In the WebinarNinja Webinar Studio, you can test your camera feed and mic before you go live, just to make sure everything’s working. Don’t skip this part!
Item 8: Cam Positioning
Position the camera too low, and you’ll look like the world’s most awkward kaiju towering over the masses (plus, it’s not exactly flattering).
Position it too high, and you get a different, but equally unsettling effect.
Make sure the camera is just at eye level — it’s the best way to mimic in-person eye contact, which is important for audience engagement. It’s also how you’ll look your best.
And don’t forget to look into the camera directly, in the same way you’d look a person in the eye.
As for the distance, frame yourself so that your head and shoulders are visible, with just a bit of space above your head. Don’t fill the whole frame with just your face, unless you want to look like an evil dictator in a sci-fi movie.
Item 9: Headphones?
You may or may not need headphones, depending on the nature of your presentation. But if it’s the kind of presentation that requires them, don’t forget!
You’ll need to use headphones if your webinar involves:
- A co-host
- External video/audio clips
- Audience webcam sharing
In other words, if any sounds will be coming out of your computer’s speakers, you need headphones to prevent an irritating echo. Plan accordingly!
Item 10: Slideshow
Most good webinars involve a slide show. But messing around with the file while you’re live is very clumsy indeed.
Make sure to upload the slideshow directly into the platform (WebinarNinja allows this for Keynote and Powerpoint files), or have it ready in a designated tab for screen share.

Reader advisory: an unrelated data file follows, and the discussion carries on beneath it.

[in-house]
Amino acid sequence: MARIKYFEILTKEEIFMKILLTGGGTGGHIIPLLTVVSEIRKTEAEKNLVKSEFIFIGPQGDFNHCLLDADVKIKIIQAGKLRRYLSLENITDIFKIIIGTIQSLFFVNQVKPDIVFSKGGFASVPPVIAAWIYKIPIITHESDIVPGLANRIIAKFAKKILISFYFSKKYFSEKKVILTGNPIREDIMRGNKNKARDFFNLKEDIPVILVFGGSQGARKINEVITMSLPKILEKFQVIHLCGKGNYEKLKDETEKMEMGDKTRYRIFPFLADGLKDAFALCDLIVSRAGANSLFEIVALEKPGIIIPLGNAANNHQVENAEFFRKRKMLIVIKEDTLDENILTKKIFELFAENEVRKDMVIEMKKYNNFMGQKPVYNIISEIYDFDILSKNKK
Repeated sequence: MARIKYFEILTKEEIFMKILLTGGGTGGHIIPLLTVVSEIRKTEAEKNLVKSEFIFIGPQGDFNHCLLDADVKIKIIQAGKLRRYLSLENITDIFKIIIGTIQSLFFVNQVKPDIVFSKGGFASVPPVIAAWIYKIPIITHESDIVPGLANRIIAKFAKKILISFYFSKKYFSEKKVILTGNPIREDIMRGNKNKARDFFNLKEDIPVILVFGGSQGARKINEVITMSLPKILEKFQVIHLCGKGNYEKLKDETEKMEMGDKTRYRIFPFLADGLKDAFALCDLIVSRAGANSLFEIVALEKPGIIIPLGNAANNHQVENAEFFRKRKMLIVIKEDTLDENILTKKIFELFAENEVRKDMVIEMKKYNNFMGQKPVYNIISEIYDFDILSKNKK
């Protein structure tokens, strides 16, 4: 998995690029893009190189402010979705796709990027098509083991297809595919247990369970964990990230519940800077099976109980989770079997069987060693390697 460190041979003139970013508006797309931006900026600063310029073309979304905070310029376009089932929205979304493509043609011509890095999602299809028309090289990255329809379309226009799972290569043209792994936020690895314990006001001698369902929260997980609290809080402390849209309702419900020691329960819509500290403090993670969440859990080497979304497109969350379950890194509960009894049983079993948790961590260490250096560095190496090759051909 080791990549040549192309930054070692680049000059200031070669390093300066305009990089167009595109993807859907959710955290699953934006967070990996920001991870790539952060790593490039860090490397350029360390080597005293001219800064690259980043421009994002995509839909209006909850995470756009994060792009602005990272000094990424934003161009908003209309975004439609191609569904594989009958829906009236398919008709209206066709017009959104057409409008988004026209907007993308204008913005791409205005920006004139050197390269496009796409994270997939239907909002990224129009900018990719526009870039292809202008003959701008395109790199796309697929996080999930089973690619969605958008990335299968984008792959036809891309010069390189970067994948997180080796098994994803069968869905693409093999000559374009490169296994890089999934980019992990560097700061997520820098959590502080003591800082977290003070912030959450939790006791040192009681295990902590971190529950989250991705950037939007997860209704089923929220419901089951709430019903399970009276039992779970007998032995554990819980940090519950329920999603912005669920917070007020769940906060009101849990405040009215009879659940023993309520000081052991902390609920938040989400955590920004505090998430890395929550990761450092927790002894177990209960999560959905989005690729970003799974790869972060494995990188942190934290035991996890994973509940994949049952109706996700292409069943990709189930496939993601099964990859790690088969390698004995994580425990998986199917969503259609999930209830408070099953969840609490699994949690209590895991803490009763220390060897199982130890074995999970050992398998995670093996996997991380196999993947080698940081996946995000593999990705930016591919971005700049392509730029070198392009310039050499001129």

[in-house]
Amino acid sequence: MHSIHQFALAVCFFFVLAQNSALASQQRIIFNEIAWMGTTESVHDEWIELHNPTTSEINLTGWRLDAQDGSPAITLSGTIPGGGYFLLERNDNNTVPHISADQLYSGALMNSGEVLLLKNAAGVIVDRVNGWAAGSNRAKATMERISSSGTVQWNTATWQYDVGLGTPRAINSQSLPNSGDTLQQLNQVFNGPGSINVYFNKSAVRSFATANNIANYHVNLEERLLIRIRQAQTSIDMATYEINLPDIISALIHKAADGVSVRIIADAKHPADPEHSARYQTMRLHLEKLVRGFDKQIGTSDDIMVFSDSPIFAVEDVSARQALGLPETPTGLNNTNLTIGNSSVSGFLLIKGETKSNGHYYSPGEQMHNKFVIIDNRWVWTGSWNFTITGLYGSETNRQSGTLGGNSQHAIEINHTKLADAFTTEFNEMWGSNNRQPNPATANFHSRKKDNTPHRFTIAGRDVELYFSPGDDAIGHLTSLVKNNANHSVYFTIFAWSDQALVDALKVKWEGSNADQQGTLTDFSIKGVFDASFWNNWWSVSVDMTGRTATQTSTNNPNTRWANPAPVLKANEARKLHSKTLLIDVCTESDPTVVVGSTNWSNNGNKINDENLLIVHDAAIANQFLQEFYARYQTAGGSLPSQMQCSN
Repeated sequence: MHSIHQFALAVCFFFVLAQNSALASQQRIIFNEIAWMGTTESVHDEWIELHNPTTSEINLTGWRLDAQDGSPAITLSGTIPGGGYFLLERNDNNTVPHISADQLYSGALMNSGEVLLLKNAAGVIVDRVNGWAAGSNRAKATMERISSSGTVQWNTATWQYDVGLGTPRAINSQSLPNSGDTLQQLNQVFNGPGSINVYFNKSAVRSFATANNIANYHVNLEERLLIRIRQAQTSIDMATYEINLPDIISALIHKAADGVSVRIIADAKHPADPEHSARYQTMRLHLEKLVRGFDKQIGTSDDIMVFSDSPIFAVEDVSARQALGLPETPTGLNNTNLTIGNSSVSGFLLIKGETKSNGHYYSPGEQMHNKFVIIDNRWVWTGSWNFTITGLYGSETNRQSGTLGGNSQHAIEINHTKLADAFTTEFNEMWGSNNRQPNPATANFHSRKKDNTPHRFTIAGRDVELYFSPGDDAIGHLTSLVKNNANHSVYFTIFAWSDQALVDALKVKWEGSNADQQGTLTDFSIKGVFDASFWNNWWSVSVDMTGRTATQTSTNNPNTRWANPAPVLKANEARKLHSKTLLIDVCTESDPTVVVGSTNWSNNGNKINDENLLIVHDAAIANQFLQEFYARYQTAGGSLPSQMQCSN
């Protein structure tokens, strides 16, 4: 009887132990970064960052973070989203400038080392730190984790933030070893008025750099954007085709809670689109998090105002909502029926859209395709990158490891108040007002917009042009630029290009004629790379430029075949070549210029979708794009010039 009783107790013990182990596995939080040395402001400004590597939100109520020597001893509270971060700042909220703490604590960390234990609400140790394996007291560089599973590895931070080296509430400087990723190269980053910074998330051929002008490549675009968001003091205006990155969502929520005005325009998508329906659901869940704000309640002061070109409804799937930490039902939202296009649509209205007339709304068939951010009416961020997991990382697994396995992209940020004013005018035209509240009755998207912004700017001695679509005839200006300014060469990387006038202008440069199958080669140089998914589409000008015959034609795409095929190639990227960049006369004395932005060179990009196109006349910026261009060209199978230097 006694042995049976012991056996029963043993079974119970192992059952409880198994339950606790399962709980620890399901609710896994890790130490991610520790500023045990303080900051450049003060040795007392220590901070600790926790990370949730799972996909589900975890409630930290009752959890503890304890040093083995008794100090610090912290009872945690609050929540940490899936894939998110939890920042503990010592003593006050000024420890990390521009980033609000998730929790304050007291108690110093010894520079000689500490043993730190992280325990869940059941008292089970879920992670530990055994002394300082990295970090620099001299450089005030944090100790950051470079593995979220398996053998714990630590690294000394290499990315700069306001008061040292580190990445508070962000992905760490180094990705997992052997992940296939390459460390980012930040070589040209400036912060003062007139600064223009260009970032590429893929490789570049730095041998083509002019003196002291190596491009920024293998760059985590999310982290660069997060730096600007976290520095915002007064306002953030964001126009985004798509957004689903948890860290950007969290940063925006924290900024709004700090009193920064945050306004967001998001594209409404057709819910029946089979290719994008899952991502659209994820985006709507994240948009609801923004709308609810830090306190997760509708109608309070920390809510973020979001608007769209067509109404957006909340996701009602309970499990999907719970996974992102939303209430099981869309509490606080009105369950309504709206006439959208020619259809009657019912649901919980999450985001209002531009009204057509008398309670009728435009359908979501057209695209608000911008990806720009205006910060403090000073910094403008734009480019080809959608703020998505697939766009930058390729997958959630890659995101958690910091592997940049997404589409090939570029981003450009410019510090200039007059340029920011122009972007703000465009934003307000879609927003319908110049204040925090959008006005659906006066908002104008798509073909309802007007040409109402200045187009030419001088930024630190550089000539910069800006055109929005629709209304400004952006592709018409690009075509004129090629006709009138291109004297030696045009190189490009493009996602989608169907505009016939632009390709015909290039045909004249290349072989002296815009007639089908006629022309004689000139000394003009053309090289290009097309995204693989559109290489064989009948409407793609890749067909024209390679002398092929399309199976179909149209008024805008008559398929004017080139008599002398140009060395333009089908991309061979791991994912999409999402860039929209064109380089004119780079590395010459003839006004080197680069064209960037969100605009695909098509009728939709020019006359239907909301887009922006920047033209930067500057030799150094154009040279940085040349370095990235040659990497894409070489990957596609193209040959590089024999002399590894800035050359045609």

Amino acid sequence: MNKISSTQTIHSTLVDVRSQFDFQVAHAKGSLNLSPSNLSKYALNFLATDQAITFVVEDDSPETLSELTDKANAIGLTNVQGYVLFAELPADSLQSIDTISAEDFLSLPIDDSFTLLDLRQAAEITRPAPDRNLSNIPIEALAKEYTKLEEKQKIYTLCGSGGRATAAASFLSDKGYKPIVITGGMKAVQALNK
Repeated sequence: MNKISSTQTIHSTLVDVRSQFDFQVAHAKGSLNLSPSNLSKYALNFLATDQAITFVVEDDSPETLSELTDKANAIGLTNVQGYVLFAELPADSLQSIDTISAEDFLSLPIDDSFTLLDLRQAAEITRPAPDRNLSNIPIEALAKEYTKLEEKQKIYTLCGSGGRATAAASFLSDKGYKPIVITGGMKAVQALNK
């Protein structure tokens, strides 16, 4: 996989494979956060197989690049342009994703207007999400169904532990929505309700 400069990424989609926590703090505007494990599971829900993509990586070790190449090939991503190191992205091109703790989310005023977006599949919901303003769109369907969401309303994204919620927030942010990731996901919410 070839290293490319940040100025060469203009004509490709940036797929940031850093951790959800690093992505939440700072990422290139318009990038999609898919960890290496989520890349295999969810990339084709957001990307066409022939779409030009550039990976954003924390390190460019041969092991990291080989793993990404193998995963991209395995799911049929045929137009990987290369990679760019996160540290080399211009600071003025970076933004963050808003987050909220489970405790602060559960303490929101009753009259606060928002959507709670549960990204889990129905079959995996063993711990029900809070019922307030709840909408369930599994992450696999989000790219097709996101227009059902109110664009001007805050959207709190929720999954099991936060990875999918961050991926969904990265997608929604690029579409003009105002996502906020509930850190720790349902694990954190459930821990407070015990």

You can choose 6 different configurations on WebinarNinja to display just the slides, or split the screen between the slides and your webcam feed. Check out all the options here.
For tips on putting together the best-ever slide presentation with Canva, check out this post.
Item 11: Elements in Place
A great webinar is a multimedia mix of your webcam feed, slides, video, and screen sharing. Make sure that all these elements are ready to rock.
We discussed the slideshow above; similarly, you can upload any video files directly into WebinarNinja in advance, or share a YouTube video.
As for the rest, just ensure that for any screen sharing you plan to do, the appropriate tabs, apps, or files are already open. You don’t want to be Googling or searching your desktop in real time!
Item 12: Polls, Handouts & Offers
The key to a truly effective webinar? Engagement.
The last thing you want is for your lesson or presentation to be a one-way lecture. Instead, make it a conversation.
Gauge your audience, and gather important feedback and market research with one simple tool: Polls. You want input from attendees. Ask their opinions, ask what their biggest pain points are, ask about their preferences and common challenges.
You can also give the audience something to take away from the webinar. WebinarNinja’s Handouts feature lets you share PDFs and other basic files, so you can give attendees infographics, checklists, and more.
And of course, you want your attendees to act. Whether it’s to buy something, sign up for a future presentation, or start a trial, your webinar should climax with an offer.
Make sure all your polls, handouts, and offers are in place and ready to unleash when the moment arrives!
Item 13: Attitude
Ok, I’m gonna go a little woo-woo here. But just a little.
Maybe you take a few controlled breaths. Maybe you do a 2-minute meditation. Maybe you just put a smile on your face and repeat an affirmation, prayer, or mantra.
But whatever you do, make it a concrete act, a ritual you perform right before the digital curtains go up.
This. Is. Important.
Your attitude, the whole vibe you bring into the virtual “room” when you first enter the webinar Studio, sets the tone. It has an immediate effect that ripples through the whole presentation.
Take a moment, perform your ritual, and bring the right energy. You’ll be glad you did.
That’s it! These are the 13 things I make absolutely sure of, every single time, before I begin a live lesson or presentation. Some of them may seem like no-brainers, but think of it like a rocket launch — better safe than sorry.
Below is the full checklist. Click to download it as a PDF, and head into your next webinar worry-free: